President-elect Ronald Reagan's campaign pledge to end the partial grain embargo against the Soviet Union won't be redeemed without a careful evaluation.

Before his election last Tuesday, Reagan said that the partial embargo imposed by President Carter last Jan. 4 in retaliation for the Soviet invasion of Afghanistan "should be ended" because it "has hurt farmers and has complished little or nothing."

But U.S. grain exports have been running at record levels this year despite the embargo, and some U.S. analysts now say that the partial embargo will have a severe impact on Soviet meat supplies and livestock inventories over the next 12 months.

Reagan advisers say a careful study of the Russian food situation, world grain supplies and political factors would be in line with Reagan's professed desire to acquaint himself with the facts rather than hastily redeem promises made in the heat of the campaign.

The aides decline to be drawn into predictions about what the president-elect will do, and they say there is no indication that he has backed away from his position. But they also deny that the president-elect ever promised any "unilateral concessions," and they acknowledge that a number of specific developments in the world grain evaluation.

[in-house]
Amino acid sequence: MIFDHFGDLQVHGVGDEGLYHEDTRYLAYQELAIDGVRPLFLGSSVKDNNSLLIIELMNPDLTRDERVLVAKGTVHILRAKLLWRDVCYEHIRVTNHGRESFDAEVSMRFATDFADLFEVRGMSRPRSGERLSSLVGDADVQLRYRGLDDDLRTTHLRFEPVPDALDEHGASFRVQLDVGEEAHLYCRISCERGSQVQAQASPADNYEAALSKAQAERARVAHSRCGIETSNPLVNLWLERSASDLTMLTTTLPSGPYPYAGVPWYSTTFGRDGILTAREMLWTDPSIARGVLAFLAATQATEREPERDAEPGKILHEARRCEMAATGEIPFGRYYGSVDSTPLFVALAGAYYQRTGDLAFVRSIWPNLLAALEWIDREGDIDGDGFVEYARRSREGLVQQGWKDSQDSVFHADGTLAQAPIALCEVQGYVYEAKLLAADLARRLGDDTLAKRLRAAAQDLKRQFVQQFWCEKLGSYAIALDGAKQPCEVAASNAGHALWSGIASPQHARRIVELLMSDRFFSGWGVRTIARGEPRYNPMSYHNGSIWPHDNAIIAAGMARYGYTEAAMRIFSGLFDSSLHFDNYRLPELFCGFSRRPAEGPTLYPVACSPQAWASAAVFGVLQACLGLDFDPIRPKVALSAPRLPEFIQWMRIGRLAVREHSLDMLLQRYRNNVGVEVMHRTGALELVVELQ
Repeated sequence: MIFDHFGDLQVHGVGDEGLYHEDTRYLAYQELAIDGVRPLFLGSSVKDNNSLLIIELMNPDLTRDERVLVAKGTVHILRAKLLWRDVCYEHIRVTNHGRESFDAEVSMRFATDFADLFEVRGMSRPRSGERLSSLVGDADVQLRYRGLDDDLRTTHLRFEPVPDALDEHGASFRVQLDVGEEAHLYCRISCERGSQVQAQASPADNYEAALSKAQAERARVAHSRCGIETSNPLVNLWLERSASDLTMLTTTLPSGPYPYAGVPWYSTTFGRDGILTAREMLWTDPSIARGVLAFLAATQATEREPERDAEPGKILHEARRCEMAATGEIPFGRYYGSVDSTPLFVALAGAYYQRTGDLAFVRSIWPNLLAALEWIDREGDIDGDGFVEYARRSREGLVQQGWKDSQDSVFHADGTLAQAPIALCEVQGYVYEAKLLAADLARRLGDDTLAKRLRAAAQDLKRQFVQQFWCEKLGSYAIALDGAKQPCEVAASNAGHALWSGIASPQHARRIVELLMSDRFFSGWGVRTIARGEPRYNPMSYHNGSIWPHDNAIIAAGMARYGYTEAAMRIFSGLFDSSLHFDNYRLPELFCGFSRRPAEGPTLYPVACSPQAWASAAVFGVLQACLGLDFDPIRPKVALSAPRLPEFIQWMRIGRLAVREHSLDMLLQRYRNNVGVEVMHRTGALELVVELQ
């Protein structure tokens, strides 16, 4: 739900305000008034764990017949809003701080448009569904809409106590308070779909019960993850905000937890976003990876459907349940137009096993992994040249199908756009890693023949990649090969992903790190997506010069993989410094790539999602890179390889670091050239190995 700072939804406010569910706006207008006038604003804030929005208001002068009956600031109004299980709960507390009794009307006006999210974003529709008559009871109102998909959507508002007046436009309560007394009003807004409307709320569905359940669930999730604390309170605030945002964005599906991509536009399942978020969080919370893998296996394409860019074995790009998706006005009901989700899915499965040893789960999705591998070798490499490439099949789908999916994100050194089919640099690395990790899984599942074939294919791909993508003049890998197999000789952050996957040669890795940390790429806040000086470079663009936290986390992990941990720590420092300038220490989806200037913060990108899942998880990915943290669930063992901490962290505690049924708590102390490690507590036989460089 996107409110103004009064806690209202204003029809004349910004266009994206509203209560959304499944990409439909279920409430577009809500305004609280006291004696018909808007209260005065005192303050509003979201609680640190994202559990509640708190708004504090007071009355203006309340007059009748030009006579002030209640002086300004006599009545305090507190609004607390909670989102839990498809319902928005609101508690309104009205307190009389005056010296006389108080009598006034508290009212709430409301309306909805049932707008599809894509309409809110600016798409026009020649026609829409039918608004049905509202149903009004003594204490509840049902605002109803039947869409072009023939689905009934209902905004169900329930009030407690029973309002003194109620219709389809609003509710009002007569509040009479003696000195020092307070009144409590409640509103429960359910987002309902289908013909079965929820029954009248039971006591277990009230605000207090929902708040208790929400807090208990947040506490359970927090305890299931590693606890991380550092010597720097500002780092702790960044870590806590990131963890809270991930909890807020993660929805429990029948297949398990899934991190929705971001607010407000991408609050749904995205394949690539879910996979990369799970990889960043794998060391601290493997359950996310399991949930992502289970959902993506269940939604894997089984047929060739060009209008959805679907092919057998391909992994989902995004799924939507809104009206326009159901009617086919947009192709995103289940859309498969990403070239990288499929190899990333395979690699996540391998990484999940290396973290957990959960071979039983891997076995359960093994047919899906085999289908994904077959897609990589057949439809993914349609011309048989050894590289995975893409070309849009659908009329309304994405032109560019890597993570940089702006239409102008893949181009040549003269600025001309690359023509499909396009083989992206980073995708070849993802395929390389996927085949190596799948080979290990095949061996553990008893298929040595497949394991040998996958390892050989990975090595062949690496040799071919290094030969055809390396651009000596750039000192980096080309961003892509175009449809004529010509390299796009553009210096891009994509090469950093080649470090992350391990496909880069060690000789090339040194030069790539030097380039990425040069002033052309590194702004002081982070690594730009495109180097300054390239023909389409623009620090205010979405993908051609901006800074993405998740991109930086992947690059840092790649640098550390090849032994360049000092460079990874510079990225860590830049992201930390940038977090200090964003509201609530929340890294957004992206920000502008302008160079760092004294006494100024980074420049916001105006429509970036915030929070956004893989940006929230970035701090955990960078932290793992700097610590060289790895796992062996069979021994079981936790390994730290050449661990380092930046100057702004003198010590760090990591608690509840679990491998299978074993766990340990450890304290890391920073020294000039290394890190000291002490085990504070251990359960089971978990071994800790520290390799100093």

These include a major speech by President Leonid I. Brezhnev admitting that the Soviet Union is facing a severe agricultural crisis, a new long-term American grain agreement with China that will take up some of the slack caused by reduced exports to the Russians, tightening world grain supplies, a poor harvest in Argentina and political developments in Poland related to food problems.

Rep. Peter A. Peyser (D-N.Y.), who has opposed efforts in the House to cut off funds for maintaining the embargo, has called on Reagan to "back off." Peyser said that lifing the partial embargo now would send a message of weakness to the Soviet Union.

Noting that the Carter administration also responded to the invasion of Afghanistan with a bill to require 18-year-olds to register for the draft, Peyser said lifting the grain embargo would "send a message to the young people of this country that while Uncle Sam is ready to send them to war to deter Soviet aggression, all is forgiven if the bucks are there."

The Department of Agriculture's director of economics, Howard W. Hjort, says "the Soviets are in deep trouble agriculturally." Hjort, said that rhetoric suggesting otherwise, put out by Repulbican politicians and by spokemen for the grain industry, had been "terrible -- almost a disgrace."

Initial U.S. estimates suggesting that the Soviet Union would harvest about 215 million tons of grains this year have been pared to around 180 million tons as a result of extemely wet weather, flooding and a lack of sunshine in Soviet grain-growing regions. Thus, for the second year in a row the Soviet Union will have had a disappointing harvest. Meanwhile, politically troubled Poland has harvested only 19 million tons this year -- a 10 percent drop from its records of two years ago.